In BMC Cancer this week, researchers in China report on the clinical features of multiple primary malignancies involving hepatocellular carcinoma. The team analyzed data from 68 liver cancer patients, 35 of whom had undergone curative liver resection. All 68 patients had extrahepatic primary malignancies — nasophargeal carcinoma being the most common followed by colorectal and lung cancer. The team found that synchronous and non-radical treatment for the extrahepatic malignancies was significantly associated with poorer overall survival. "Curative treatment is an independent predictive factor for [overall survival] and HCC-specific [overall survival], and should been taken into account both for synchronous and metachronous patients," the authors write. "[Multiple primary malignancy] patients involving HCC should not be excluded from radical resection for HCC."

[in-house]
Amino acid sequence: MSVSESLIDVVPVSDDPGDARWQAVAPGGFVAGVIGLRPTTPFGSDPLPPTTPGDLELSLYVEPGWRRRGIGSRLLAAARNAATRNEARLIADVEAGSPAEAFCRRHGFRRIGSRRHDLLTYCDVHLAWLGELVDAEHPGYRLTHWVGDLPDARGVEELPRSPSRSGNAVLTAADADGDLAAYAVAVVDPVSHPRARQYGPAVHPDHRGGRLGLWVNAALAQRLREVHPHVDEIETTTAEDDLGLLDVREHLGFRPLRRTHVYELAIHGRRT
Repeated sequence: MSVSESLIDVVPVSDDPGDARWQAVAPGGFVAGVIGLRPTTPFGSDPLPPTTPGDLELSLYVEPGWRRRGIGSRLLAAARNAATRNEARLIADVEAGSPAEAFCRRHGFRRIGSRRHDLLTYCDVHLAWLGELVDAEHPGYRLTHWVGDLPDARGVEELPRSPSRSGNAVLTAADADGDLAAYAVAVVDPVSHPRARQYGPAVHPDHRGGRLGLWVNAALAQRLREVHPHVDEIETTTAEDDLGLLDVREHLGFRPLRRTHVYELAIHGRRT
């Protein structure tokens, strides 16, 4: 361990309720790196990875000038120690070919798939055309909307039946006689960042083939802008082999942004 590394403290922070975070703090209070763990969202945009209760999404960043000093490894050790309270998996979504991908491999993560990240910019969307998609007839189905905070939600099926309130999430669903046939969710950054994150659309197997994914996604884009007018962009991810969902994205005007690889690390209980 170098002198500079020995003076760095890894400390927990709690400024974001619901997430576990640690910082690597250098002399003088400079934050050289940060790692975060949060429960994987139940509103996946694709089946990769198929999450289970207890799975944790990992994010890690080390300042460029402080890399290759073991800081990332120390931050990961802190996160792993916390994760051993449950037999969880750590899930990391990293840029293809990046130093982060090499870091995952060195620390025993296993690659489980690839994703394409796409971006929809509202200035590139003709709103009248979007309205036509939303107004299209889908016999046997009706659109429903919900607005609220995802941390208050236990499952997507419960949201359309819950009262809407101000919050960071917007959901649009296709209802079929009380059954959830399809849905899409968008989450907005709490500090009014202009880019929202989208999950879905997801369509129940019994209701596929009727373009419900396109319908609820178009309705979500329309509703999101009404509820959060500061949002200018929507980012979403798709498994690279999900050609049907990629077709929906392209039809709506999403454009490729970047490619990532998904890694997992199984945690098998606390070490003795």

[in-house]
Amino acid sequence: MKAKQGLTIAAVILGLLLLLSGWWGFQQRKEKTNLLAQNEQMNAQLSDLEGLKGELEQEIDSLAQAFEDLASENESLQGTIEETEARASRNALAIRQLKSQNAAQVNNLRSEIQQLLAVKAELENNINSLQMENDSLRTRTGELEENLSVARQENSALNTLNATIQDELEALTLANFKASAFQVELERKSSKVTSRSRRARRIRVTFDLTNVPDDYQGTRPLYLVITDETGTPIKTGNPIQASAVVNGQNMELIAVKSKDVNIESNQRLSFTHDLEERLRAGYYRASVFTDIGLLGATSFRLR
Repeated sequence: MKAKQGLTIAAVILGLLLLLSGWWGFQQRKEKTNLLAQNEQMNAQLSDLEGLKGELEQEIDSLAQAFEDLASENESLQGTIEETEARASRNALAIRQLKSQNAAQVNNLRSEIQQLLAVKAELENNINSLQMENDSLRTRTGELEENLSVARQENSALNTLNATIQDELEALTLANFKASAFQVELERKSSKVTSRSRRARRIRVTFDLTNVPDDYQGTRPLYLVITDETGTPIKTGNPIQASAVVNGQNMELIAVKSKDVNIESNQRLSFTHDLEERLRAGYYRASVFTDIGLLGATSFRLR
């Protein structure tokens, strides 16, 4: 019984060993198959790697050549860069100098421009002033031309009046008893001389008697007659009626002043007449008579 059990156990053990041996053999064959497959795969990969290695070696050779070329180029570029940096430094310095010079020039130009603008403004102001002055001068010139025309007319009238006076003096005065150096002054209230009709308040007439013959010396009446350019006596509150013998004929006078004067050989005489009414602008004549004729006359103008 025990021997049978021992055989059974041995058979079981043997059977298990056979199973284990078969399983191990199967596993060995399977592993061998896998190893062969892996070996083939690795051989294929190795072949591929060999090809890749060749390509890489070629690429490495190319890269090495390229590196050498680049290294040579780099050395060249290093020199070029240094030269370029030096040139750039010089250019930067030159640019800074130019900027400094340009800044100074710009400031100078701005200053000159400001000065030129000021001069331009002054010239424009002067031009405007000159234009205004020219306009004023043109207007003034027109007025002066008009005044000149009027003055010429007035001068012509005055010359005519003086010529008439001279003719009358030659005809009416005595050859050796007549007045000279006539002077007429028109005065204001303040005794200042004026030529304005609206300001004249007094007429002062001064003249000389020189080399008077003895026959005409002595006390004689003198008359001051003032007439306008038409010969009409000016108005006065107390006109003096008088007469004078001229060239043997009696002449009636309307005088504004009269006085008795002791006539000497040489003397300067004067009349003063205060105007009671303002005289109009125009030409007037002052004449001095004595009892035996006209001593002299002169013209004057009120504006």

Also in BMC Cancer this week, researchers in Japan report on the effect body mass index has on the survival of Japanese breast cancer patients. The team assessed the BMIs of 653 breast cancer patients and found that higher BMI was associated with an increased risk for all-cause death. Further, when analyzed by hormone receptor status, the study suggests there is an association between BMI and mortality risk among patients with ER-positive or PgR-positive tumors. "Our results suggest that both higher BMI and lower BMI are associated with an increased risk of mortality, especially among premenopausal patients or among patients with hormonal receptor positive tumors," the authors write. "Breast cancer patients should be informed of the potential importance of maintaining an appropriate body weight after they have been diagnosed."